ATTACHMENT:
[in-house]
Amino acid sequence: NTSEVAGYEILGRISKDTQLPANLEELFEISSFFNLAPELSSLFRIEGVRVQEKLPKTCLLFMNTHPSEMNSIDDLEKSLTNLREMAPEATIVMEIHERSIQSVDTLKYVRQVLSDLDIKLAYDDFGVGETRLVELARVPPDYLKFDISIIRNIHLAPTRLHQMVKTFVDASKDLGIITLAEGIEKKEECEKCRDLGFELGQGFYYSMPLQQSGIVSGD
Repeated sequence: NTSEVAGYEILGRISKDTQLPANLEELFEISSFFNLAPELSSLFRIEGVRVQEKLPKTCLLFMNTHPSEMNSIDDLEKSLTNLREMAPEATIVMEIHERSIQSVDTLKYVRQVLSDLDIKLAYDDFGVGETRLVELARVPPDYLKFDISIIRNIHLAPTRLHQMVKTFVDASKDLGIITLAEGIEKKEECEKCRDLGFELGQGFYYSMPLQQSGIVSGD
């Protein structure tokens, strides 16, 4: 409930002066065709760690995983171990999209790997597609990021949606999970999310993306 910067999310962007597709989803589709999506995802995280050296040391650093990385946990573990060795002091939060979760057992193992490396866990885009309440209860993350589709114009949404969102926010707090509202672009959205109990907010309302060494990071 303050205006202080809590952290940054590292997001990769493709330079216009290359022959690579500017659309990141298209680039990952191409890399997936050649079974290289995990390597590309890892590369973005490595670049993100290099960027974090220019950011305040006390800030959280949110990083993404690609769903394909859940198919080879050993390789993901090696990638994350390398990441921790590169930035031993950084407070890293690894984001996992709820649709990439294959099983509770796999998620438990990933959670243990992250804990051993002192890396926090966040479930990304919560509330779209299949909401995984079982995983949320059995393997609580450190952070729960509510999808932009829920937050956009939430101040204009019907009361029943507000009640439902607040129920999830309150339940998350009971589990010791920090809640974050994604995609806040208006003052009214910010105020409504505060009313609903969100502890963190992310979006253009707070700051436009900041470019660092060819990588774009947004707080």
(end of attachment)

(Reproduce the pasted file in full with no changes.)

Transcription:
[in-house]
Amino acid sequence: NTSEVAGYEILGRISKDTQLPANLEELFEISSFFNLAPELSSLFRIEGVRVQEKLPKTCLLFMNTHPSEMNSIDDLEKSLTNLREMAPEATIVMEIHERSIQSVDTLKYVRQVLSDLDIKLAYDDFGVGETRLVELARVPPDYLKFDISIIRNIHLAPTRLHQMVKTFVDASKDLGIITLAEGIEKKEECEKCRDLGFELGQGFYYSMPLQQSGIVSGD
Repeated sequence: NTSEVAGYEILGRISKDTQLPANLEELFEISSFFNLAPELSSLFRIEGVRVQEKLPKTCLLFMNTHPSEMNSIDDLEKSLTNLREMAPEATIVMEIHERSIQSVDTLKYVRQVLSDLDIKLAYDDFGVGETRLVELARVPPDYLKFDISIIRNIHLAPTRLHQMVKTFVDASKDLGIITLAEGIEKKEECEKCRDLGFELGQGFYYSMPLQQSGIVSGD
């Protein structure tokens, strides 16, 4: 409930002066065709760690995983171990999209790997597609990021949606999970999310993306 910067999310962007597709989803589709999506995802995280050296040391650093990385946990573990060795002091939060979760057992193992490396866990885009309440209860993350589709114009949404969102926010707090509202672009959205109990907010309302060494990071 303050205006202080809590952290940054590292997001990769493709330079216009290359022959690579500017659309990141298209680039990952191409890399997936050649079974290289995990390597590309890892590369973005490595670049993100290099960027974090220019950011305040006390800030959280949110990083993404690609769903394909859940198919080879050993390789993901090696990638994350390398990441921790590169930035031993950084407070890293690894984001996992709820649709990439294959099983509770796999998620438990990933959670243990992250804990051993002192890396926090966040479930990304919560509330779209299949909401995984079982995983949320059995393997609580450190952070729960509510999808932009829920937050956009939430101040204009019907009361029943507000009640439902607040129920999830309150339940998350009971589990010791920090809640974050994604995609806040208006003052009214910010105020409504505060009313609903969100502890963190992310979006253009707070700051436009900041470019660092060819990588774009947004707080």